Bcl11b/Ctip2 is required for development of lingual papillae in mice
- Additional Document Info
- View All
Molecular mechanisms underlying the development and morphogenesis of oral epithelia, comprising the gustatory and nongustatory epithelium, remain unclear. Here, we show that Bcl11b, a zinc finger transcription factor, plays an important role in the development of lingual papillae, especially filiform papillae. In both gustatory and nongustatory epithelium, Bcl11b was expressed in keratin 14-positive epithelial basal cells, which differentiate into keratinocytes and/or taste cells. Loss of Bcl11b function resulted in abnormal morphology of the gustatory papillae: flattened fungiform papillae, shorter trench wall in the foliate and circumvallate papillae, and ectopic invagination in more than half of circumvallate papillae. However, Bcl11b loss caused no effect on differentiation of taste receptor cells. In nongustatory epithelium, the impact of Bcl11b deficiency was much more striking, resulting in a smooth surface on the tongue tip and hypoplastic filiform papillae in the dorsal lingual epithelium. Immunohistochemical analyses revealed that a keratinocyte differentiation marker, Tchh expression was severely decreased in the Bcl11b(-/-) filiform papillae. In addition, expression of Pax9, required for morphogenesis of filiform papillae and its downstream target genes, hard keratins, almost disappeared in the tongue tip and was decreased in the dorsal tongue of Bcl11b(-/-) mice. Gene expression analyses demonstrated a delayed onset of expression of epithelial differentiation complex genes, which disturbed barrier formation in the mutant tongue. These results indicate that Bcl11b regulates the differentiation of keratinocytes in the tongue and identify Bcl11b as an essential factor for the lingual papilla morphogenesis.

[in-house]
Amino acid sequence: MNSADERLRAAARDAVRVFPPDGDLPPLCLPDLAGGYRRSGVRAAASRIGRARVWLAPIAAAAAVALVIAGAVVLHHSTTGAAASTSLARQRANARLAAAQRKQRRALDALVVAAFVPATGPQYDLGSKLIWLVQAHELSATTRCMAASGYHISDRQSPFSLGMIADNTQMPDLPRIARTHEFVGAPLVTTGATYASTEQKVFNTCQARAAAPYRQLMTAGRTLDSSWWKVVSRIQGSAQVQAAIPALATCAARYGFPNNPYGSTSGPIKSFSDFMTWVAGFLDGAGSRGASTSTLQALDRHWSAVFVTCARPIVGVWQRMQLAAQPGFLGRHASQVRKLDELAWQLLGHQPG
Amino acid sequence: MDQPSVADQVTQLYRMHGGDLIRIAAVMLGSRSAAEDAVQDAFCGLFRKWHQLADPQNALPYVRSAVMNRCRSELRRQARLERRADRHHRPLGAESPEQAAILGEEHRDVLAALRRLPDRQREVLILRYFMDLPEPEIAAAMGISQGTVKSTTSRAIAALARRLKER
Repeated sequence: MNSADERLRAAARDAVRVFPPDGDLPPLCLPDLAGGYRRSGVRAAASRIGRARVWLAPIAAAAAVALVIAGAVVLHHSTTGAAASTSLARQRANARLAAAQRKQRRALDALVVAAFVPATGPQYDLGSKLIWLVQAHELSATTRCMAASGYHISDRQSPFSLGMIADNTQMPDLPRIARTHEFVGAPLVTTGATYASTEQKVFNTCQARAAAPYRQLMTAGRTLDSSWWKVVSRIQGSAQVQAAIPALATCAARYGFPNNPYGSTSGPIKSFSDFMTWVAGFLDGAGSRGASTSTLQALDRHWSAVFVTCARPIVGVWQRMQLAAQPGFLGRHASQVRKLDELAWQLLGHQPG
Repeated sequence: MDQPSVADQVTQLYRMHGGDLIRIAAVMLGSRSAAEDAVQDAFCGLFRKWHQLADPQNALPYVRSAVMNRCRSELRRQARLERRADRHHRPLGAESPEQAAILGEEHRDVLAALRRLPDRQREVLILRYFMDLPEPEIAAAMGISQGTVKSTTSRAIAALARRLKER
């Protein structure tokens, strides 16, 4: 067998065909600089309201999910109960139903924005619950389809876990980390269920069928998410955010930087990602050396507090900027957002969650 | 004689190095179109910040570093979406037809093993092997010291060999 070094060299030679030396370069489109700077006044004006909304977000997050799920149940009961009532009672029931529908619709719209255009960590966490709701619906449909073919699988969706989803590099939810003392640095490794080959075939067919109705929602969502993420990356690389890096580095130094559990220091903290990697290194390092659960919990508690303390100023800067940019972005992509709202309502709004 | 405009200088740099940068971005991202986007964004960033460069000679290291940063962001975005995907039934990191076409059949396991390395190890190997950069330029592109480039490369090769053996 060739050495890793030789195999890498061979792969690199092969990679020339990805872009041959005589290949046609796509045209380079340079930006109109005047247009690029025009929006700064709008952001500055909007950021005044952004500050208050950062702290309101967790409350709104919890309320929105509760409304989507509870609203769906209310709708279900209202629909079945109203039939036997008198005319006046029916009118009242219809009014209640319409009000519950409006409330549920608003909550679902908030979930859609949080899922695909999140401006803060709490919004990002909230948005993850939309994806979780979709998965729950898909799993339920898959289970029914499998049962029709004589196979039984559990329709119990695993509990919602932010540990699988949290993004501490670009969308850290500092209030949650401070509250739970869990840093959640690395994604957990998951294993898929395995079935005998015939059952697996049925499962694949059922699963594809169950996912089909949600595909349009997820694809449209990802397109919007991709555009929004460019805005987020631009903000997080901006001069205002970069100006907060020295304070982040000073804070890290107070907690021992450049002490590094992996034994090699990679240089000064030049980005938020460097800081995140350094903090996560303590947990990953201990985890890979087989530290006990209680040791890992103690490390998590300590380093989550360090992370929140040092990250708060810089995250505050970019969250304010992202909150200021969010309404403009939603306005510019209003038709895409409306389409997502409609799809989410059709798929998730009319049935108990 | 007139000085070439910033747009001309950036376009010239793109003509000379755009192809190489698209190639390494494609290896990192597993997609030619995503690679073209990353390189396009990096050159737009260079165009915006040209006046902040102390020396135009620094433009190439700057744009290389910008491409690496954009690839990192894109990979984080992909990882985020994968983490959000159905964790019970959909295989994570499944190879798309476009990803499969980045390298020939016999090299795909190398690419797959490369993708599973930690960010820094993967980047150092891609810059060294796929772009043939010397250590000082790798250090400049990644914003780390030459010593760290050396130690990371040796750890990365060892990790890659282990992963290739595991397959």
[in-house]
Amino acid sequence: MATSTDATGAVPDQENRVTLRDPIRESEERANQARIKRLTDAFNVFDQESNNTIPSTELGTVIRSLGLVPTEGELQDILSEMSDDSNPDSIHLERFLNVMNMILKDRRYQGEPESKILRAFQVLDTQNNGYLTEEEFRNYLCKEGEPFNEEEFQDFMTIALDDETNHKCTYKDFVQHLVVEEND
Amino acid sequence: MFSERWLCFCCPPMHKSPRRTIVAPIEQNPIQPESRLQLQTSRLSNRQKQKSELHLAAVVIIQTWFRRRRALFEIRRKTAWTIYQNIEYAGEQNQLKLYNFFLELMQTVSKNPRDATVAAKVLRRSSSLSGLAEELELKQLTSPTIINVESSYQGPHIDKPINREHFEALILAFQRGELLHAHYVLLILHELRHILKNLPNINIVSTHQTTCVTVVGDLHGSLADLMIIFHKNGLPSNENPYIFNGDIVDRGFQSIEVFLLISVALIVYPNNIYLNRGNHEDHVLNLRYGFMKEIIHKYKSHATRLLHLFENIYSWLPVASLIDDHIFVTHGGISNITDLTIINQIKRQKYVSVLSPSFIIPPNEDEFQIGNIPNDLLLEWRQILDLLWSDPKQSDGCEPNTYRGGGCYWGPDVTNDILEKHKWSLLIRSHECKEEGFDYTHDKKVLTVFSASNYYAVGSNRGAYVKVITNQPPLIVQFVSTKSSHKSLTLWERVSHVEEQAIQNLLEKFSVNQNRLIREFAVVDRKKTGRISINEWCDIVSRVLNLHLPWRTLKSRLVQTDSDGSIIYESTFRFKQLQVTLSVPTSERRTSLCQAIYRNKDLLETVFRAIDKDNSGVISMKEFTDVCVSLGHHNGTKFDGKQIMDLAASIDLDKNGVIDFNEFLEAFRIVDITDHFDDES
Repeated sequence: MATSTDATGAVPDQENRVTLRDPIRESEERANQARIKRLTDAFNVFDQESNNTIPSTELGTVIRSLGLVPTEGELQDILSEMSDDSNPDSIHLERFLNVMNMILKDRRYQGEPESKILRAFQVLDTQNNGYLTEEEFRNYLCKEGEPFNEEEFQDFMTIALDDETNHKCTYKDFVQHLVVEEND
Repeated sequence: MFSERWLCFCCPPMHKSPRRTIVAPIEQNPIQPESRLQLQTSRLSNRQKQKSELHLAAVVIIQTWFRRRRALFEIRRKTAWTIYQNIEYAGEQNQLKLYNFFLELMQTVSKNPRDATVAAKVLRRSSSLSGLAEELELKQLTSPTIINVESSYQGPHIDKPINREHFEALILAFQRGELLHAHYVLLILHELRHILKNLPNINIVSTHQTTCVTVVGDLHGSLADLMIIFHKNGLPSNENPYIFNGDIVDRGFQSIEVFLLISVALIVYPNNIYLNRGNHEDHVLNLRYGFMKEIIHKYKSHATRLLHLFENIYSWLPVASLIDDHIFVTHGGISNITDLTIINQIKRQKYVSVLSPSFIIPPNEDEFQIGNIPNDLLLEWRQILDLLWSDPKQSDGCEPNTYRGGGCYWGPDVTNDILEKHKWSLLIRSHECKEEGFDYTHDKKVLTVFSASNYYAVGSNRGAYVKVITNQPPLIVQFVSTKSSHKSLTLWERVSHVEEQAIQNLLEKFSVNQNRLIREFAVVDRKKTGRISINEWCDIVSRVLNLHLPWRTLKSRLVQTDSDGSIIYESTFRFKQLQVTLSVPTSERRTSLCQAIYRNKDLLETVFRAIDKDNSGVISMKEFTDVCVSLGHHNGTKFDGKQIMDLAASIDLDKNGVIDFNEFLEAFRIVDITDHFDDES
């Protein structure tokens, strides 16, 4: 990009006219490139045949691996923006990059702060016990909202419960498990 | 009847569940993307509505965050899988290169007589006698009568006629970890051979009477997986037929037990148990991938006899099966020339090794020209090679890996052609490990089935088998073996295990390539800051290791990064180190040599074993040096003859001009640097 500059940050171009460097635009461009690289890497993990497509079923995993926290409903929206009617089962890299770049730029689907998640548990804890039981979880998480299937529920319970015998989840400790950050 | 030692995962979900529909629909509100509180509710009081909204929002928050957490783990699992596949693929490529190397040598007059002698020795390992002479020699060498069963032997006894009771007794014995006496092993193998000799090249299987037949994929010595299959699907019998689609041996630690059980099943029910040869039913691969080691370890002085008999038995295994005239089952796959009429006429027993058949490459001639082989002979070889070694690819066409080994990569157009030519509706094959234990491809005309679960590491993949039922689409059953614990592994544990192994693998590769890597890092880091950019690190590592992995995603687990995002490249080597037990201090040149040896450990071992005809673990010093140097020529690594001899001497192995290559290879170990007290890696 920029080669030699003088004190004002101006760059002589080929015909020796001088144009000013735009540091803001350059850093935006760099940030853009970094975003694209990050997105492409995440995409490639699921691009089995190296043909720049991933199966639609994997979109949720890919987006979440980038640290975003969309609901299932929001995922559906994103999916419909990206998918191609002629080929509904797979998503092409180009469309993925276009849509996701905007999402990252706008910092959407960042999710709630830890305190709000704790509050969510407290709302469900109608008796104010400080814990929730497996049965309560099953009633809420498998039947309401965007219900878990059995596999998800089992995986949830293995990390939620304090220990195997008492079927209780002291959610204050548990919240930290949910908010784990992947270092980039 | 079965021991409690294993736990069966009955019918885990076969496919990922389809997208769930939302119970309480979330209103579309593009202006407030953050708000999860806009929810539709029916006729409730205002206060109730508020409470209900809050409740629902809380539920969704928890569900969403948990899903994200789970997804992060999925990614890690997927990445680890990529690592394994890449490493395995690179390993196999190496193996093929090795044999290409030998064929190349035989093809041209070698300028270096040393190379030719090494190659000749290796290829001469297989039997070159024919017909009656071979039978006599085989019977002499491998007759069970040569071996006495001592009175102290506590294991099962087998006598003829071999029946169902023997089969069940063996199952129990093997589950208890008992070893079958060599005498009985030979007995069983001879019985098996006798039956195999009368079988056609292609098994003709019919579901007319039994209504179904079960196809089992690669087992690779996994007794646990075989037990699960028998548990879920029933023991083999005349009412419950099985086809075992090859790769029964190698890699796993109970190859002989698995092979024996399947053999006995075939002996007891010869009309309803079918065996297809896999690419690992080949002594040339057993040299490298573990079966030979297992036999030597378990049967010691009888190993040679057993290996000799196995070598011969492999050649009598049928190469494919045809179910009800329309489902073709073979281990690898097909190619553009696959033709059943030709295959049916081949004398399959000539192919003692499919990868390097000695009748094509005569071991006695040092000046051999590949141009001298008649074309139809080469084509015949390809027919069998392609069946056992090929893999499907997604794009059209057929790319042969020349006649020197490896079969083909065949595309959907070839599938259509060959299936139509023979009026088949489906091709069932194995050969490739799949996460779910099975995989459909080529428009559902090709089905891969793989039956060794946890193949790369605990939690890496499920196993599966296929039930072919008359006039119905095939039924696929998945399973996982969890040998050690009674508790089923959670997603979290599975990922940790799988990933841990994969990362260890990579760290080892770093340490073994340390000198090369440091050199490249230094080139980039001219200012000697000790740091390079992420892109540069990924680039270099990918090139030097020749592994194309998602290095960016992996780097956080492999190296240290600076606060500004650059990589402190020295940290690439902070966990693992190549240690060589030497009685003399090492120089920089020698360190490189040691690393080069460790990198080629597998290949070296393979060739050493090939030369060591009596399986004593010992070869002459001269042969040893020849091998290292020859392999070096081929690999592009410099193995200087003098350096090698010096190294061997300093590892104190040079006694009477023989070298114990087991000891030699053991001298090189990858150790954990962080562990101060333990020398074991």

has subject area